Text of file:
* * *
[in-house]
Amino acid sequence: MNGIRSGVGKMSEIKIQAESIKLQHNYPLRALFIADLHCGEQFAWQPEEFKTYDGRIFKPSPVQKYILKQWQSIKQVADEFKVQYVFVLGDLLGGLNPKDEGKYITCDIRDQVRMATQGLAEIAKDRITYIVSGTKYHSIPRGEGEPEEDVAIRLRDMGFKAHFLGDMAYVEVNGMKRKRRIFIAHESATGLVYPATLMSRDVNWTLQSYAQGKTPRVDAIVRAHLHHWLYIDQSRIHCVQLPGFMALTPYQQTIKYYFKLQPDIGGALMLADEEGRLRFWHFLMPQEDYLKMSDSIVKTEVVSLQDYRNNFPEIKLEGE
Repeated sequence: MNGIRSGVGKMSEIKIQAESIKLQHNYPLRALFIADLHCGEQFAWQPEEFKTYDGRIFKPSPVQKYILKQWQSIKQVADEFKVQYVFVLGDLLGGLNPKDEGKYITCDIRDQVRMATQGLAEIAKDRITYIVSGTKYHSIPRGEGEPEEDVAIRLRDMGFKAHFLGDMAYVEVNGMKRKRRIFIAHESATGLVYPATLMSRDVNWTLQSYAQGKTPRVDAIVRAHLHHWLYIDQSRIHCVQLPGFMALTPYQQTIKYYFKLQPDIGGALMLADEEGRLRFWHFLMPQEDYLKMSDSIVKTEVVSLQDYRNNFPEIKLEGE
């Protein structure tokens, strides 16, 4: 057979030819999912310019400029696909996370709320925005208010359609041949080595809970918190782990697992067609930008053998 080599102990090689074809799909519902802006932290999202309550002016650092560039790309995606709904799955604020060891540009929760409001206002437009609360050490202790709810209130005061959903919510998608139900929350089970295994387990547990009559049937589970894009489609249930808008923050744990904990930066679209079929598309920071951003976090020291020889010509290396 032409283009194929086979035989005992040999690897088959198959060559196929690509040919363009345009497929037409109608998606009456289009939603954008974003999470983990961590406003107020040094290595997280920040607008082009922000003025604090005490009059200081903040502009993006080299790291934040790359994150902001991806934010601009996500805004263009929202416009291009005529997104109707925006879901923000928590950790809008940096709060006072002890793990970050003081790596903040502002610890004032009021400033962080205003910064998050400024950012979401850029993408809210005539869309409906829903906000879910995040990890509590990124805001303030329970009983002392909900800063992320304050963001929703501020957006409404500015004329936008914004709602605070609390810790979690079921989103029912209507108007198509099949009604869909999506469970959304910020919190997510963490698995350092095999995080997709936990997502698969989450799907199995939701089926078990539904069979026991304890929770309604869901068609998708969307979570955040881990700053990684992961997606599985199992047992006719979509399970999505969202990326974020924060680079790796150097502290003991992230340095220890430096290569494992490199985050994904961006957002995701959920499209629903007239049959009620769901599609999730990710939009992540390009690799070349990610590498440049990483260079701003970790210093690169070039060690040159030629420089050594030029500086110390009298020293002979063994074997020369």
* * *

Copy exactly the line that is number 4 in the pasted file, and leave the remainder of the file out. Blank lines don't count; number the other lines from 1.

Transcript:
């Protein structure tokens, strides 16, 4: 057979030819999912310019400029696909996370709320925005208010359609041949080595809970918190782990697992067609930008053998 080599102990090689074809799909519902802006932290999202309550002016650092560039790309995606709904799955604020060891540009929760409001206002437009609360050490202790709810209130005061959903919510998608139900929350089970295994387990547990009559049937589970894009489609249930808008923050744990904990930066679209079929598309920071951003976090020291020889010509290396 032409283009194929086979035989005992040999690897088959198959060559196929690509040919363009345009497929037409109608998606009456289009939603954008974003999470983990961590406003107020040094290595997280920040607008082009922000003025604090005490009059200081903040502009993006080299790291934040790359994150902001991806934010601009996500805004263009929202416009291009005529997104109707925006879901923000928590950790809008940096709060006072002890793990970050003081790596903040502002610890004032009021400033962080205003910064998050400024950012979401850029993408809210005539869309409906829903906000879910995040990890509590990124805001303030329970009983002392909900800063992320304050963001929703501020957006409404500015004329936008914004709602605070609390810790979690079921989103029912209507108007198509099949009604869909999506469970959304910020919190997510963490698995350092095999995080997709936990997502698969989450799907199995939701089926078990539904069979026991304890929770309604869901068609998708969307979570955040881990700053990684992961997606599985199992047992006719979509399970999505969202990326974020924060680079790796150097502290003991992230340095220890430096290569494992490199985050994904961006957002995701959920499209629903007239049959009620769901599609999730990710939009992540390009690799070349990610590498440049990483260079701003970790210093690169070039060690040159030629420089050594030029500086110390009298020293002979063994074997020369």